By Anicca Harriot. with a foreword from #VanguardSTEM
Our #WCWinSTEM is Anicca Harriot. You may recognize our lovely #WCWinSTEM as the young lady who went viral when she tweeted the photos and calculations of the angle of her dab. Anicca is a senior student at Regent University where she is majoring in Biophysical Sciences and minoring in Business. She hopes to begin a PhD in Biochemistry next fall. Her long term dream is to be an astronaut. Why, you might ask?
“The idea of marrying the concept of the smallest scale of human existence with an understanding of the vastness of our universe is a concept that excites me and drives my curiosity like nothing else can.” ~ Anicca Harriot.
Currently, Anicca maintains a prominent social media presence. At times, she volunteers as a social media correspondent for NASA as well as the Smithsonian’s past exhibit for the Genome Zone. Social media allows her to share her passions and to connect with other like-minded individuals. Through social media she plans to continue to spark public interest in STEM and to occasionally mentor young students. As you will read on in this piece, her tweet has already caught the attention of so many individuals. Many good things have come from this tweet; however, Anicca has also experienced cyber bullying upon going viral. Thankfully, she has not let the horrible comments and Internet trolls stop her from sharing her passion and love of #STEM. Here, you will have a chance to get to know more about Anicca and her experience with going viral, in addition to hearing some of her thoughts about representation in STEM.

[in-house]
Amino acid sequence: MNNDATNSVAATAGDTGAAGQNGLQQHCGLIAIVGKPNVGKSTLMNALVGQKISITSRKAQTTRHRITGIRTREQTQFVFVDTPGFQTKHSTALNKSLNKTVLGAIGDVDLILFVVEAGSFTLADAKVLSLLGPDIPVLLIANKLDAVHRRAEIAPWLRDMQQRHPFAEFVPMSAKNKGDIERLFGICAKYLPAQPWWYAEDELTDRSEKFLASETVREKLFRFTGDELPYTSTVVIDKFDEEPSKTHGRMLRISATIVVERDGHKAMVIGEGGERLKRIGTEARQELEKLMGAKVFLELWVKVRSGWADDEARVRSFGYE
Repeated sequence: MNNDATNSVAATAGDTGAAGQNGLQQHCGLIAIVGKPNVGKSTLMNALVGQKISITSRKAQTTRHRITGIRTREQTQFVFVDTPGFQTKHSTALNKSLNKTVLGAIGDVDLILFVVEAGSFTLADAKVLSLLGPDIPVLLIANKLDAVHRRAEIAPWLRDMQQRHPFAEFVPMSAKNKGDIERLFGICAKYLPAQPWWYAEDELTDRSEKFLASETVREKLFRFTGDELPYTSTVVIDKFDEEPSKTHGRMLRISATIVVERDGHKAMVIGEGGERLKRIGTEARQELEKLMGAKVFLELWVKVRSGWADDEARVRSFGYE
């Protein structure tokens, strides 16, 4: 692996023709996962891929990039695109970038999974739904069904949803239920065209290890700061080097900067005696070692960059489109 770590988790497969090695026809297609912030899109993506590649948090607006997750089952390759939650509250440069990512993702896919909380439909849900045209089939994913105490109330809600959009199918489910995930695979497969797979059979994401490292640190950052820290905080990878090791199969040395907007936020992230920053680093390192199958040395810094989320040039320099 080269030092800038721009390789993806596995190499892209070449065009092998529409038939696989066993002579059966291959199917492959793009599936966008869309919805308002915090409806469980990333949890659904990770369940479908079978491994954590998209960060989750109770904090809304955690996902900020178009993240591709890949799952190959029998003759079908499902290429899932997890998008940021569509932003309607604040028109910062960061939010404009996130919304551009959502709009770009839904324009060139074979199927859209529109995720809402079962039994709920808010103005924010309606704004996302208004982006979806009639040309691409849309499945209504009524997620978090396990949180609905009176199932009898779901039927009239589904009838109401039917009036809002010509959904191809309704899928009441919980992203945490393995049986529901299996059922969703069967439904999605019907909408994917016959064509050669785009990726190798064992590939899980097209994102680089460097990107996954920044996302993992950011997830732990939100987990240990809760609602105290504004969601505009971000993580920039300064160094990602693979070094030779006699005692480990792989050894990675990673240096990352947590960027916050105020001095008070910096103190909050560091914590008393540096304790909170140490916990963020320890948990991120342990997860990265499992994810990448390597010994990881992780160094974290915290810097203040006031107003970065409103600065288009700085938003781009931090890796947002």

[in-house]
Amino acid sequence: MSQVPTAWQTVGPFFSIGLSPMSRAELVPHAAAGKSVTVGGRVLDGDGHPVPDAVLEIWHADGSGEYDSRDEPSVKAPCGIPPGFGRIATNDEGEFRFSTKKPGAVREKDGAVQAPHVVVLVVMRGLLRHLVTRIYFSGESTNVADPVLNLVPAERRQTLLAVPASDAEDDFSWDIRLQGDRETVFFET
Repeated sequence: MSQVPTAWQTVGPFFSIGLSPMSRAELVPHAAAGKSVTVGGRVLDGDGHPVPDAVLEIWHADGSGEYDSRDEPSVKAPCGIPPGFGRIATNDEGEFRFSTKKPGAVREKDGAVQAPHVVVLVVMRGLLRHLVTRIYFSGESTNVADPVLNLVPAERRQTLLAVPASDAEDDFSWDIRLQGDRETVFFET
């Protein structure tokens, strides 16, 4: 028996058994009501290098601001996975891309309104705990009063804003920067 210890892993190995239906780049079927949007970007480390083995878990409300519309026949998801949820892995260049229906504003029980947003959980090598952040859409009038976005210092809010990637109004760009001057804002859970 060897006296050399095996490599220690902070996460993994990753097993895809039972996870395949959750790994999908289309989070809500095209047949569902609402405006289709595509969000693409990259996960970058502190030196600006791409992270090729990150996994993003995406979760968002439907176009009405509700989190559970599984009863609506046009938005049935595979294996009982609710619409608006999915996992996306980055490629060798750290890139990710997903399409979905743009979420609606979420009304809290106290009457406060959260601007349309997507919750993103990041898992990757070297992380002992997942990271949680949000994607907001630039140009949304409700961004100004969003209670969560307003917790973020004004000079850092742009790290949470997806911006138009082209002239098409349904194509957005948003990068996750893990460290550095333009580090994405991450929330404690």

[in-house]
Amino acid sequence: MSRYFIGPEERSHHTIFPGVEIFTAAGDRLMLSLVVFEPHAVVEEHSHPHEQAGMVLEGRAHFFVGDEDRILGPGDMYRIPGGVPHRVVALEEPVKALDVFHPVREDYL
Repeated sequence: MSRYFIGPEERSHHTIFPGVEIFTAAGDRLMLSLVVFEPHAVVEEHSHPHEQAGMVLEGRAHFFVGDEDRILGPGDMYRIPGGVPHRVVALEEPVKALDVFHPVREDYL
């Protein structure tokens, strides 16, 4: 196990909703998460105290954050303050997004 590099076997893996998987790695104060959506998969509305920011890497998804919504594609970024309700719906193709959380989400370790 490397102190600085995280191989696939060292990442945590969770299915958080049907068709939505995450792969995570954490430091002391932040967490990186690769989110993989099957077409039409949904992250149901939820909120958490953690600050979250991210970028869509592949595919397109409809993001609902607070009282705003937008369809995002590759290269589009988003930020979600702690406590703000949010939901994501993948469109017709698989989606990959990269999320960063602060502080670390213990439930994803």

We appreciate you Anicca and all that you have already done for the world of #STEM. Keep dabbing on ’em, girl!
~ Chrystelle Vilfranc, #VanguardSTEM #WCWinSTEM Coordinator
For the majority of my life, my free time has been dedicated to pursuing my passions in STEM. As a senior at Regent University studying Biophysical Sciences and minoring in Business, free time is not something I come by often; even in that time, science and math are never far from my mind. I have always dreamed that my endeavors in science would lead me to a place where I could be a topic of conversation in classrooms, but I never imagined that the catalyst would be a viral tweet about trigonometry.
One question I’ve found myself answering time and again is what made me decide to calculate the angle of my dab.
The truth is, STEM is such an integral part of who I am as a person, it did not seem significant to me to ask what the angle was or to calculate the answer.
My friends, who were waiting nearby when I pulled out my notepad and calculator, weren’t particularly surprised either. I surely did not expect for a funny tweet from a Friday morning break between classes to cause me to gain 27,000 retweets, 1,100 new followers and notoriety in math classes nationwide.
I am by no means new to the concept of going viral. In January 2016, I tweeted a picture of my brother casting what seemed to be a longing gaze at a shelf of ketchup with the caption, “I just want someone who looks at me the way my brother looks at ketchup.” That tweet has garnered almost 15 million impressions and was the catalyst for my summer internship as a social media coordinator for NASA Langley’s Autonomy Incubator.